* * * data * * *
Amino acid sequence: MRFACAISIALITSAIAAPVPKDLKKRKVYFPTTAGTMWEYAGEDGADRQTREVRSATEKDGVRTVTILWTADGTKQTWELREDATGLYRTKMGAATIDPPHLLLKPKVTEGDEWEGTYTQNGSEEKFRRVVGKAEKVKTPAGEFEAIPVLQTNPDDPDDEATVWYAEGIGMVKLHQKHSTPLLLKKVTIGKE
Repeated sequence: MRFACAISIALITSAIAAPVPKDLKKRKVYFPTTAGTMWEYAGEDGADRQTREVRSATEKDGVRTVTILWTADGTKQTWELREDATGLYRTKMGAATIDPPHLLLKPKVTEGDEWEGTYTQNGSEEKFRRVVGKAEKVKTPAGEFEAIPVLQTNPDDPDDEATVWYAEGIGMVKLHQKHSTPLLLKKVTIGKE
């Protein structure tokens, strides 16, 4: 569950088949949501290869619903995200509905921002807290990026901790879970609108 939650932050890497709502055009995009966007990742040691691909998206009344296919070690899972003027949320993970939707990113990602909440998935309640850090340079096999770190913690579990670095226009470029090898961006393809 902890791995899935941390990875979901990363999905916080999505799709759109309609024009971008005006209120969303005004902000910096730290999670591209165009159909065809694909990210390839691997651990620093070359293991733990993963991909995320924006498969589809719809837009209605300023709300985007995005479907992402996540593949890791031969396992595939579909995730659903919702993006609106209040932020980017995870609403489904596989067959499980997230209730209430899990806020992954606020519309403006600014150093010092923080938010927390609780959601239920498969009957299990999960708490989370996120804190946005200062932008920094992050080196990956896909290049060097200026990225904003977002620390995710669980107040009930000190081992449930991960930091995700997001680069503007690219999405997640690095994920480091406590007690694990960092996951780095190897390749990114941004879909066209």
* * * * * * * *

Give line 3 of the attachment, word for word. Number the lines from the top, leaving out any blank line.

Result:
């Protein structure tokens, strides 16, 4: 569950088949949501290869619903995200509905921002807290990026901790879970609108 939650932050890497709502055009995009966007990742040691691909998206009344296919070690899972003027949320993970939707990113990602909440998935309640850090340079096999770190913690579990670095226009470029090898961006393809 902890791995899935941390990875979901990363999905916080999505799709759109309609024009971008005006209120969303005004902000910096730290999670591209165009159909065809694909990210390839691997651990620093070359293991733990993963991909995320924006498969589809719809837009209605300023709300985007995005479907992402996540593949890791031969396992595939579909995730659903919702993006609106209040932020980017995870609403489904596989067959499980997230209730209430899990806020992954606020519309403006600014150093010092923080938010927390609780959601239920498969009957299990999960708490989370996120804190946005200062932008920094992050080196990956896909290049060097200026990225904003977002620390995710669980107040009930000190081992449930991960930091995700997001680069503007690219999405997640690095994920480091406590007690694990960092996951780095190897390749990114941004879909066209």